A Godly sorrow leads to repentance. That morning, I looked at our years of history together, the hard parts that had stung, repeatedly penetrating into the soft layers of our hearts---the twenty-one years of trying but rarely understanding each other. There were many wrongs, most I had forgiven, but their pain was still real. I knew that I must release him, his part in it, and let my silent, white anger go. Then, deal with my part. I found myself writing a list stating the times when I had been ungrateful or unappreciative of his efforts, the times I had caused pain by my words or actions---my tears blurring my vision as the list grew in length.
It was painful, heart-felt.

I called him up and he came over. I knew that I needed to say it, and he needed to hear me say it. I read my list to him after making an apology, briefly pausing when my voice would catch.  I sorrowed for what we both lost in the painful interactions that had snuffed out the life in our marriage. I let go of the silent "you owe me" mentality that had lain dormant, unvoiced, in my mind. Mentally, I released him from the many painful episodes that had damaged me. It was quiet between us when I finished. He stood up, thanked me, then left. He may not have been moved by what I said, but I had changed in my attitude. My chains were gone.  
I was set free.

My acknowledgement that day changed 
my inner person.

It was a cleansing of my heart and mind. 

The light came in and I was different.  New.  Free.

God led me down the path to an offering of  forgiveness and seeking of forgiveness.

It was a new day, a better day, a right thing to do.

I've never regretted it.

The offender's response didn't matter, that wasn't the reason.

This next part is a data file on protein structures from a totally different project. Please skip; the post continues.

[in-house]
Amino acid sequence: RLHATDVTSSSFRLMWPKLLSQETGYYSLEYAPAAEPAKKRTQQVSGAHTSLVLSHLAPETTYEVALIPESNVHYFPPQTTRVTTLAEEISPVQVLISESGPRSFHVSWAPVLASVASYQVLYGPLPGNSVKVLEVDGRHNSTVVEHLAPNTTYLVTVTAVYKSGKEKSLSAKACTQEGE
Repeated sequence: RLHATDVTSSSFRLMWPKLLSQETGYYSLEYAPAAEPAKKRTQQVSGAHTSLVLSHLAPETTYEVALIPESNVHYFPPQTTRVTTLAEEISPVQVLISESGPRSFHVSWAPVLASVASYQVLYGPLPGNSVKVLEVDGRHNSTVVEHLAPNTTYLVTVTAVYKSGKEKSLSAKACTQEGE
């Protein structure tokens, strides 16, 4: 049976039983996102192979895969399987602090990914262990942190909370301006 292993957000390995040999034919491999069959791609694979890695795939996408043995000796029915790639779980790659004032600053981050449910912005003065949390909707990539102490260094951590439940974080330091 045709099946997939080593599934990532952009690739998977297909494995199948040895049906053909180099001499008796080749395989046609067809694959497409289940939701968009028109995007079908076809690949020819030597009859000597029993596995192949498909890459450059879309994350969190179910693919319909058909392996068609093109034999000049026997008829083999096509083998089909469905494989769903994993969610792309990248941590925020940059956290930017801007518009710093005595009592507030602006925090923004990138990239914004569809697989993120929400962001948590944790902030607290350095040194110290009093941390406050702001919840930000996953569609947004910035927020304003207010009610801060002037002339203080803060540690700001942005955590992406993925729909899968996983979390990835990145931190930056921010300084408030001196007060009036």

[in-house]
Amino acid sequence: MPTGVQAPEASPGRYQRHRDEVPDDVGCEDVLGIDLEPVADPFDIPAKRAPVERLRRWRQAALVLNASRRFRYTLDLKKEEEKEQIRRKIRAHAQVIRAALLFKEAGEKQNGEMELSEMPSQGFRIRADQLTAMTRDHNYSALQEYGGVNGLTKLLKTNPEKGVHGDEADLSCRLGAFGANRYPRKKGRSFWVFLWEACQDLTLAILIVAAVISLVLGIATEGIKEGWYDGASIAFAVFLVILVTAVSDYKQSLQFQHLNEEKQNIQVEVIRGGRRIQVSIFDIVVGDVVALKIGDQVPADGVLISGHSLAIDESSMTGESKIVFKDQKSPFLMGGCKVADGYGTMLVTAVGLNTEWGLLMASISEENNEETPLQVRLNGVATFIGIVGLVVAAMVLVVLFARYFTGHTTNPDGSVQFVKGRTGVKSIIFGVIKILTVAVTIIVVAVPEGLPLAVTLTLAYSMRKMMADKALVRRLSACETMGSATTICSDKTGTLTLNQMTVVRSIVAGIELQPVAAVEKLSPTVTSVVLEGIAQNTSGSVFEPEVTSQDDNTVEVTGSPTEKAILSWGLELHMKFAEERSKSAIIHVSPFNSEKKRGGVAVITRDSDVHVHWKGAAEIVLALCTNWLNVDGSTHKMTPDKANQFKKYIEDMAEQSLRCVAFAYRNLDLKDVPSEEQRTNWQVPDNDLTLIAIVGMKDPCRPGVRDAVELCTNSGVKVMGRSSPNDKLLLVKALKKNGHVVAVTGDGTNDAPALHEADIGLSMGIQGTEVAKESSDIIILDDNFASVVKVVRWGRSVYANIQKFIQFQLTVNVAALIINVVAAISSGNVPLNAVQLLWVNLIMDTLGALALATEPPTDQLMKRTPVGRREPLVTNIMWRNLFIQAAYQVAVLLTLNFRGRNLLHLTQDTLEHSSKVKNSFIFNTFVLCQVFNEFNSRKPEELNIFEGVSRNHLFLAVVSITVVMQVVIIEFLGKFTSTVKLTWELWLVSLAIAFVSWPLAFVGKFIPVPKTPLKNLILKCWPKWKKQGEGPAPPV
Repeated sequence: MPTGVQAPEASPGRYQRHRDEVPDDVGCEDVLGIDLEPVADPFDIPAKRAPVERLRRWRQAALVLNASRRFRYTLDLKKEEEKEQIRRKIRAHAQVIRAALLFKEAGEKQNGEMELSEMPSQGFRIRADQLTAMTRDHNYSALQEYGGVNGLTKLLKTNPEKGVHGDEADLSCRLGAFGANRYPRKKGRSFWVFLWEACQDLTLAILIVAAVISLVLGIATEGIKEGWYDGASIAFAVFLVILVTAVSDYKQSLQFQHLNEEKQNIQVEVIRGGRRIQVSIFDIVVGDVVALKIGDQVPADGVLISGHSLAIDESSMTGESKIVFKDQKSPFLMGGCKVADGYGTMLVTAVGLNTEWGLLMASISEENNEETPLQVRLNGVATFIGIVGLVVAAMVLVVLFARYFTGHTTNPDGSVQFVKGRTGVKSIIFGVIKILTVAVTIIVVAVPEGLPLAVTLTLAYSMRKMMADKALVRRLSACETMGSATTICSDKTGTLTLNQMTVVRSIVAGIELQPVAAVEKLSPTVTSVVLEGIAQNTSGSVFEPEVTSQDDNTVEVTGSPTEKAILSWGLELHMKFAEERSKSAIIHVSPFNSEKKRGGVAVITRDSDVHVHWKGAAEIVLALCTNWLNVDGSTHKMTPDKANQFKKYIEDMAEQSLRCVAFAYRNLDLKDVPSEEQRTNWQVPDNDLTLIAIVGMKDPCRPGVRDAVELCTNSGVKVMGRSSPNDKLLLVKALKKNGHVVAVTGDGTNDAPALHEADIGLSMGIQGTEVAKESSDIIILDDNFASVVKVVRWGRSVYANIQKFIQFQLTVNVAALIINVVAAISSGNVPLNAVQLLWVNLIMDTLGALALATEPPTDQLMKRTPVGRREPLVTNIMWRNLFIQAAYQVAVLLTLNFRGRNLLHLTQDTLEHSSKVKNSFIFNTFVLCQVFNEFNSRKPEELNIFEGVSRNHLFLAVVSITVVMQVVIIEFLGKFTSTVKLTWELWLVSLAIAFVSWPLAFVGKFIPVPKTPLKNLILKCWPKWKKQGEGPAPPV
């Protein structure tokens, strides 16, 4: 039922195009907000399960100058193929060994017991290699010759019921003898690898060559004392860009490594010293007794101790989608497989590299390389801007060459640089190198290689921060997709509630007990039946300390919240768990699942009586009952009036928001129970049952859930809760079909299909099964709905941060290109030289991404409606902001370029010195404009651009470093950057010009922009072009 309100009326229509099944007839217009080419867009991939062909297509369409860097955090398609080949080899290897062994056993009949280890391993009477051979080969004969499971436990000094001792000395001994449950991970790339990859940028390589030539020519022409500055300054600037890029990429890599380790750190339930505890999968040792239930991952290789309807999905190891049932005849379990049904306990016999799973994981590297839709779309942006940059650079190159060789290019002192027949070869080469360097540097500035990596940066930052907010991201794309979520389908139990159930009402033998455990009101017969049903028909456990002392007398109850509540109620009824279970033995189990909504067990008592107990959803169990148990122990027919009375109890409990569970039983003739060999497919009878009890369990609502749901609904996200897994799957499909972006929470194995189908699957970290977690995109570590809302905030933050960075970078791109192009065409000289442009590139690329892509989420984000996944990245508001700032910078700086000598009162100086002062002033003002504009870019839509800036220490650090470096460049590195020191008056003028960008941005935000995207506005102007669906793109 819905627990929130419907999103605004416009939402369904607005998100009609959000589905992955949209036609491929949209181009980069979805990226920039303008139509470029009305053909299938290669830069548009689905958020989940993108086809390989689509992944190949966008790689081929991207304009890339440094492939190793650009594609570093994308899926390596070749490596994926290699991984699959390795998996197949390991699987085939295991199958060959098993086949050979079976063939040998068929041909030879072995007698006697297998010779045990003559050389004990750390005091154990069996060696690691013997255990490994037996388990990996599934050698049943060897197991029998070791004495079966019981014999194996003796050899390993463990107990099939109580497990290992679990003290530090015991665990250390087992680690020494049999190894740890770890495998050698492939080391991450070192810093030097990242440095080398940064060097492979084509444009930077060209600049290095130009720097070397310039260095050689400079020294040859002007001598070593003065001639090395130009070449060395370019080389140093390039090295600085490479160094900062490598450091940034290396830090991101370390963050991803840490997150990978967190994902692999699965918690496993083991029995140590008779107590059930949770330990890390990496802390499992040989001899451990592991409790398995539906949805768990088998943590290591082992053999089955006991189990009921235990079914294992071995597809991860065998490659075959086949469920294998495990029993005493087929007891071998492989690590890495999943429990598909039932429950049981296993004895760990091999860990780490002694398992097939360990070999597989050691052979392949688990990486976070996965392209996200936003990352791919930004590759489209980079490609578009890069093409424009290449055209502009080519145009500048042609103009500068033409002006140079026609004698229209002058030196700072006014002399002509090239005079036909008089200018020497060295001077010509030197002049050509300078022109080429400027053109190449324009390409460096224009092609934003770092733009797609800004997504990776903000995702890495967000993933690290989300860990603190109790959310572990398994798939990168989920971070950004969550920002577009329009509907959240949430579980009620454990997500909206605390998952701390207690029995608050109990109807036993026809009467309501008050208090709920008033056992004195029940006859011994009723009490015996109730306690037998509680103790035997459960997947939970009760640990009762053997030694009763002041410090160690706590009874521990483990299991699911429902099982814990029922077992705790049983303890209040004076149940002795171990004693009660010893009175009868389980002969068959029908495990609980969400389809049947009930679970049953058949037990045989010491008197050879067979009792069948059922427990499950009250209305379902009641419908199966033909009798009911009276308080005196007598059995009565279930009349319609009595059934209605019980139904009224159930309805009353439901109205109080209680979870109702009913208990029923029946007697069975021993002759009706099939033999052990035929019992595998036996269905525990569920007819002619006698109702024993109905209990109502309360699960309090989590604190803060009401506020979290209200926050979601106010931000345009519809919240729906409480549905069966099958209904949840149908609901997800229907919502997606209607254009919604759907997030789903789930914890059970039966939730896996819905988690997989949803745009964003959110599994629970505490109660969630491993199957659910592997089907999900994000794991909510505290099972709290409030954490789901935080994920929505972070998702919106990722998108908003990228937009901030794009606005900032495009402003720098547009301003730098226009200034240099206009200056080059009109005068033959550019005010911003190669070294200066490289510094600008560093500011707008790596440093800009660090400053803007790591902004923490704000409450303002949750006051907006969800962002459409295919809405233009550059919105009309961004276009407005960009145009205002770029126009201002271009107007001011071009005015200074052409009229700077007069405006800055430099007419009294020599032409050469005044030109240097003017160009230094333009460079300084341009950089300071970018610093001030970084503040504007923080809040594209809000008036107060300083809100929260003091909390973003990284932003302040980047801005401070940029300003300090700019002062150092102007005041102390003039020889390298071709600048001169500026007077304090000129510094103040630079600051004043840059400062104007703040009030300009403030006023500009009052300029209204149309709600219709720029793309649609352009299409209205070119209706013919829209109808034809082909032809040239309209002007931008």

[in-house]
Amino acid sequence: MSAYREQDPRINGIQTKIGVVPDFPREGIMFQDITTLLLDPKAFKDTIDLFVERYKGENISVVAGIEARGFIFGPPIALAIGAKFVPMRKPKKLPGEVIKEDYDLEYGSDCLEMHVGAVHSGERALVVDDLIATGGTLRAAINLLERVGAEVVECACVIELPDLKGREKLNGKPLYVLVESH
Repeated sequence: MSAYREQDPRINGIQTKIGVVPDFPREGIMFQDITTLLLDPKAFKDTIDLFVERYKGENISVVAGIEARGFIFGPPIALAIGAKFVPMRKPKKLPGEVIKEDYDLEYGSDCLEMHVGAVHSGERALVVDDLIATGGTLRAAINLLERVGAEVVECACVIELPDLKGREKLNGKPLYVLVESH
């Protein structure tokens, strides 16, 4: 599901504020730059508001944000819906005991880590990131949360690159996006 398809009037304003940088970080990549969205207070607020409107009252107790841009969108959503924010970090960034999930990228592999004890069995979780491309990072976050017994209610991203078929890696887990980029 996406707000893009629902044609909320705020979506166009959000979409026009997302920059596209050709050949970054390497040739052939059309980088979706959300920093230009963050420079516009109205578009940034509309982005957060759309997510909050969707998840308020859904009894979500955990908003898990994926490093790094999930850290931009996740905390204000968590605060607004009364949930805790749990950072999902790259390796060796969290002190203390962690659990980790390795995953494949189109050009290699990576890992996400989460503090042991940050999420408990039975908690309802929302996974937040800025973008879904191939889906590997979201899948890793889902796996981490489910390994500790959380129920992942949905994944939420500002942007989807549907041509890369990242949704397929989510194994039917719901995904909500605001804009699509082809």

What mattered?  I did what I needed to do.
I forgave from my heart.

Healing comes in many forms.
Forgiveness is just one of the many facilitators of this process. Forgiving the one who owes you is to remove yourself from their power over you. The memory of their actions will no longer ferment inside of you because you have given freely of your will in the matter. The torment is defused. By releasing the injury and the person, you are able to live again. No, it isn't fair. No, they didn't get what they deserved. That's not the point. You cannot change them, you can only change yourself.  
Forgiving someone who has wronged you is a spiritual act of divine proportions.

Forgiveness gives you wings to fly again.
Read more about forgiving and healing in the lives of Jo Ann Fore and other women who have chosen to overcome despite the difficult circumstances in their lives. Each woman's story is the stuff of life. This book is a gripping read that will draw you into the challenges that these women face and the healing they receive.

A spiritual book of #FAITH, #HOPE, and #HEALING.

Norma Brumbaugh is part of the When a Woman Finds Her Voice Book Launch Team.

All Rights Reserved


  1. Thank you for sharing this, for your open heart and loving voice. Bless you!

    1. Thank you for your comment. Not an easy subject to write about! Blessings ...

  2. Norma, what a beautiful post about the freeness forgiveness can give us. Bless you in your journey. <3

    1. Thank you for reading it and for the well-wishes. Blessings ...